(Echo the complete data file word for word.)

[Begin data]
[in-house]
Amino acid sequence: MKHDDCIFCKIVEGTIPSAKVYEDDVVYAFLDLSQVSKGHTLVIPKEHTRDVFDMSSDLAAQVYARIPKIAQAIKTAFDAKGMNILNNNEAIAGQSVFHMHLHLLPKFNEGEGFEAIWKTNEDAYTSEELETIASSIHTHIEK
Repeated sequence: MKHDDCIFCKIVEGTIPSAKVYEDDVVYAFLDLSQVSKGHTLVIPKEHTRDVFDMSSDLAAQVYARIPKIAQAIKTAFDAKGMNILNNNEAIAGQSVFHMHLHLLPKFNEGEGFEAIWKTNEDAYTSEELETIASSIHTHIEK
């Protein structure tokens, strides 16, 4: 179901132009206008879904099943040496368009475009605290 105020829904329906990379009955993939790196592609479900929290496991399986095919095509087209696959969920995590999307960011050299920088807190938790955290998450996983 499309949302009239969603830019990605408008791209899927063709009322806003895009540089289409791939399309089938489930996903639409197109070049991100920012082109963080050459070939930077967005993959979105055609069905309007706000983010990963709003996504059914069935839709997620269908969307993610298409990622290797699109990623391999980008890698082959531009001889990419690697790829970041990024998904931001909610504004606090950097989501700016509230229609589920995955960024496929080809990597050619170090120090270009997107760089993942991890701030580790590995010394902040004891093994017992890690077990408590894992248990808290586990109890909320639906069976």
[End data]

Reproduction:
[in-house]
Amino acid sequence: MKHDDCIFCKIVEGTIPSAKVYEDDVVYAFLDLSQVSKGHTLVIPKEHTRDVFDMSSDLAAQVYARIPKIAQAIKTAFDAKGMNILNNNEAIAGQSVFHMHLHLLPKFNEGEGFEAIWKTNEDAYTSEELETIASSIHTHIEK
Repeated sequence: MKHDDCIFCKIVEGTIPSAKVYEDDVVYAFLDLSQVSKGHTLVIPKEHTRDVFDMSSDLAAQVYARIPKIAQAIKTAFDAKGMNILNNNEAIAGQSVFHMHLHLLPKFNEGEGFEAIWKTNEDAYTSEELETIASSIHTHIEK
């Protein structure tokens, strides 16, 4: 179901132009206008879904099943040496368009475009605290 105020829904329906990379009955993939790196592609479900929290496991399986095919095509087209696959969920995590999307960011050299920088807190938790955290998450996983 499309949302009239969603830019990605408008791209899927063709009322806003895009540089289409791939399309089938489930996903639409197109070049991100920012082109963080050459070939930077967005993959979105055609069905309007706000983010990963709003996504059914069935839709997620269908969307993610298409990622290797699109990623391999980008890698082959531009001889990419690697790829970041990024998904931001909610504004606090950097989501700016509230229609589920995955960024496929080809990597050619170090120090270009997107760089993942991890701030580790590995010394902040004891093994017992890690077990408590894992248990808290586990109890909320639906069976």